Then-Treasury Secretary Steven Mnuchin intervened to block Ivanka Trump's appointment to the World Bank: report
Steven Mnuchin intervened to block Ivanka Trump from helming the World Bank, The Intercept reported.
A source told the news outlet that the pick "came incredibly close to happening."
President Donald Trump was a staunch advocate of his daughter's ascension to the top role.
President Donald Trump sought to name his daughter Ivanka to lead the World Bank in 2019, but Treasury Secretary Steven Mnuchin intervened to block the appointment, The Intercept reported Sunday.
In January 2019, the physician and anthropologist Jim Yong Kim, who had led the World Bank since 2012, announced he would be stepping down from his role the following month, creating a frenzy to fill the coveted position.
Kim's surprise departure presented Trump as president with the ability to reshape the leadership of the World Bank, as the international financial organization has traditionally been led by an American citizen.
As the White House assembled a list of candidates, Ivanka Trump emerged as a favorite to her father, who told The Atlantic that she would have been an excellent choice because "she's very good with numbers."
But in April 2019, the younger Trump told the Associated Press she passed on the opportunity to lead the World Bank, saying she was "happy with the work" she was doing as a senior advisor to the president.
While she didn't assume the role, she did help Mnuchin and Mick Mulvaney, then the White House chief of staff, in selecting Kim's eventual successor, David Malpass, who at the time of his appointment was the under secretary of the Treasury for international affairs.
But according to two sources who spoke with The Intercept, the discussion surrounding Ivanka Trump's possible ascent to the top of the World Bank was not simply from the Washington, DC, rumor mill.
The elder Trump apparently wanted his daughter in the role, with Mnuchin said to have stepped in to prevent the selection.
"It came incredibly close to happening," a source told The Intercept.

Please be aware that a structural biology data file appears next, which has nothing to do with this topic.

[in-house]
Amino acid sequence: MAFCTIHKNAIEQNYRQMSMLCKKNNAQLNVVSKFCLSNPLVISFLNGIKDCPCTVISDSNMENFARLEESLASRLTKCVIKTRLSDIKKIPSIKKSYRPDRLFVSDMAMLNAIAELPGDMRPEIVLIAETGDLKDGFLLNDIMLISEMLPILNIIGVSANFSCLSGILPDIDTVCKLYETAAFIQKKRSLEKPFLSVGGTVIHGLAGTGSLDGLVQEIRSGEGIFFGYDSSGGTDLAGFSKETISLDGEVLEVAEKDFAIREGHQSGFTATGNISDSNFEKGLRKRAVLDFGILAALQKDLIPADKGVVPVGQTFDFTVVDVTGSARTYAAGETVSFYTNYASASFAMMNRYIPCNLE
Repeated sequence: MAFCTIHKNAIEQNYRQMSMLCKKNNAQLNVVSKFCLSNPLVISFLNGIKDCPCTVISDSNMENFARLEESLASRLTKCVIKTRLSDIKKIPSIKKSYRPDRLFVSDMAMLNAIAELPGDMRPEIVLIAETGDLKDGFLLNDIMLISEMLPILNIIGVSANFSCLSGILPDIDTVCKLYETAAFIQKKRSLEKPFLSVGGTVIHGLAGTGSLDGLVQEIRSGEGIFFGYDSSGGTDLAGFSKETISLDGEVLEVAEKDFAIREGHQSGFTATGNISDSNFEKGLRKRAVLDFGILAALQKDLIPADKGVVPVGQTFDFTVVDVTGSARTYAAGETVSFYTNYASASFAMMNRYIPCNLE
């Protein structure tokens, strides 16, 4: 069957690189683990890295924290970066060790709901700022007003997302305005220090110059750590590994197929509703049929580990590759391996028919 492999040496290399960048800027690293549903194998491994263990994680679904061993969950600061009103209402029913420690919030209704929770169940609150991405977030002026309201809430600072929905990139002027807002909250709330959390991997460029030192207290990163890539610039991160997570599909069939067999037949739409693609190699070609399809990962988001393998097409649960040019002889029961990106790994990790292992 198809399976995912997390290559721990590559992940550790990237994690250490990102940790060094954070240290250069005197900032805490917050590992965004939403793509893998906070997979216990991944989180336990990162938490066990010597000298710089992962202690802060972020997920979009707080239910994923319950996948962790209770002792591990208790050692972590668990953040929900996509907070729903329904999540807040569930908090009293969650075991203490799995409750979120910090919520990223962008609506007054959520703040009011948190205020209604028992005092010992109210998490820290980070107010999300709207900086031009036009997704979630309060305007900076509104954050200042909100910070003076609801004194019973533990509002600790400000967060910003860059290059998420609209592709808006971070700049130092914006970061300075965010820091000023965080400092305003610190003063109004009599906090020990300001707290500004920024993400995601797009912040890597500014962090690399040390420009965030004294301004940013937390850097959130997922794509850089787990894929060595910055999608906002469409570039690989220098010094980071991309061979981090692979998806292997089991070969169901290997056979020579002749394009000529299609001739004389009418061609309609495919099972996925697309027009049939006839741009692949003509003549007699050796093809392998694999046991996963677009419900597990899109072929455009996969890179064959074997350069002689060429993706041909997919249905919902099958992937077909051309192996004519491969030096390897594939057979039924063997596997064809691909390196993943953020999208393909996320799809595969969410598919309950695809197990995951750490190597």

When contacted by The Intercept, representatives for Mnuchin and Ivanka Trump did not respond for comment. Queries from the news outlet to the World Bank and the Trump Organization also yielded no response.
The World Bank, which was created in 1944, seeks to promote economic development and reduce poverty by "providing technical and financial support to help countries reform certain sectors or implement specific projects" in areas including education and healthcare.
Before her time in the White House, Ivanka Trump was an executive vice president of development and acquisitions at the Trump Organization. She also had her own fashion line, which included clothes, shoes, and accessories.
After her father assumed the presidency, she helped start the Women Entrepreneurs Finance Initiative, which was supported by the World Bank and was created to generate funding for female entrepreneurs in developing countries.
In January 2019, a White House representative, Jessica Ditto, pointed to Ivanka Trump's work with the initiative to justify her possible elevation to the World Bank.
"She's worked closely with the World Bank's leadership for the past two years," Ditto said at the time.
She still lacked the depth of financial experience that previous leaders brought to the role, however.
"That's a very thin base to try to establish credibility in this multilateral institution," Scott Morris, the director of the US development-policy program at the Center for Global Development, told The Intercept. "It's hard to imagine that she would have been viewed as a credible leader. It would be the worst kind of exercise of US power."
He added: "I have to think as a candidate she would have encountered some resistance. But maybe [the bank's members] would not have wanted to provoke the US president."
Morris told The Intercept that the near-appointment could raise concerns about the continued US role in unilaterally appointing the World Bank's leadership.
"A growing number of countries don't like this whole arrangement," he said. "For them to hear how close it was to being the US president's daughter probably adds fuel to the fire that the Americans are so cavalier about this."
Read the original article on Business Insider